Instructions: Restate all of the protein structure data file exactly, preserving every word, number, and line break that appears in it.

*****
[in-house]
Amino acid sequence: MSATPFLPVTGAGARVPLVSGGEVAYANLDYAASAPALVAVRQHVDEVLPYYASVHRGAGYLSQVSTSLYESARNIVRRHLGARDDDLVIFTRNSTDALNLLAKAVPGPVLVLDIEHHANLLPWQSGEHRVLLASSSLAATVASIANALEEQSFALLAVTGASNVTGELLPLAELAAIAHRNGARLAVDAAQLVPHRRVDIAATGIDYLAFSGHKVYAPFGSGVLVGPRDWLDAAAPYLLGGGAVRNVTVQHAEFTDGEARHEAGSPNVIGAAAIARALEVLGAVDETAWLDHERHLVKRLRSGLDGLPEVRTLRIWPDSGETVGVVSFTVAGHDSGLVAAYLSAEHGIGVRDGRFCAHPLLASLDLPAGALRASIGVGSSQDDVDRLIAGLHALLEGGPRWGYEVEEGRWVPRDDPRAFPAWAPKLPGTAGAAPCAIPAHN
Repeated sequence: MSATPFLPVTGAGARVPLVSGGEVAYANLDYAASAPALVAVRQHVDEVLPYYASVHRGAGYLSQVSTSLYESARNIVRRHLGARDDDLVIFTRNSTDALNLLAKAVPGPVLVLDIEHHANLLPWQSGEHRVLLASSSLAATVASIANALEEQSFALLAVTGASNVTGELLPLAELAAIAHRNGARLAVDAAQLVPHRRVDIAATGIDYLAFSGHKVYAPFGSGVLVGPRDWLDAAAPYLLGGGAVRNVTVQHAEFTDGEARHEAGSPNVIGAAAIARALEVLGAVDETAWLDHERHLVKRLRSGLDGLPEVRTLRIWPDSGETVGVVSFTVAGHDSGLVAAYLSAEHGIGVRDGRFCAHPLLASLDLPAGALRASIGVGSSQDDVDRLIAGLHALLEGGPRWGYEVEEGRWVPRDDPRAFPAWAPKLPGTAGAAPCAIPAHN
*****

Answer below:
[in-house]
Amino acid sequence: MSATPFLPVTGAGARVPLVSGGEVAYANLDYAASAPALVAVRQHVDEVLPYYASVHRGAGYLSQVSTSLYESARNIVRRHLGARDDDLVIFTRNSTDALNLLAKAVPGPVLVLDIEHHANLLPWQSGEHRVLLASSSLAATVASIANALEEQSFALLAVTGASNVTGELLPLAELAAIAHRNGARLAVDAAQLVPHRRVDIAATGIDYLAFSGHKVYAPFGSGVLVGPRDWLDAAAPYLLGGGAVRNVTVQHAEFTDGEARHEAGSPNVIGAAAIARALEVLGAVDETAWLDHERHLVKRLRSGLDGLPEVRTLRIWPDSGETVGVVSFTVAGHDSGLVAAYLSAEHGIGVRDGRFCAHPLLASLDLPAGALRASIGVGSSQDDVDRLIAGLHALLEGGPRWGYEVEEGRWVPRDDPRAFPAWAPKLPGTAGAAPCAIPAHN
Repeated sequence: MSATPFLPVTGAGARVPLVSGGEVAYANLDYAASAPALVAVRQHVDEVLPYYASVHRGAGYLSQVSTSLYESARNIVRRHLGARDDDLVIFTRNSTDALNLLAKAVPGPVLVLDIEHHANLLPWQSGEHRVLLASSSLAATVASIANALEEQSFALLAVTGASNVTGELLPLAELAAIAHRNGARLAVDAAQLVPHRRVDIAATGIDYLAFSGHKVYAPFGSGVLVGPRDWLDAAAPYLLGGGAVRNVTVQHAEFTDGEARHEAGSPNVIGAAAIARALEVLGAVDETAWLDHERHLVKRLRSGLDGLPEVRTLRIWPDSGETVGVVSFTVAGHDSGLVAAYLSAEHGIGVRDGRFCAHPLLASLDLPAGALRASIGVGSSQDDVDRLIAGLHALLEGGPRWGYEVEEGRWVPRDDPRAFPAWAPKLPGTAGAAPCAIPAHN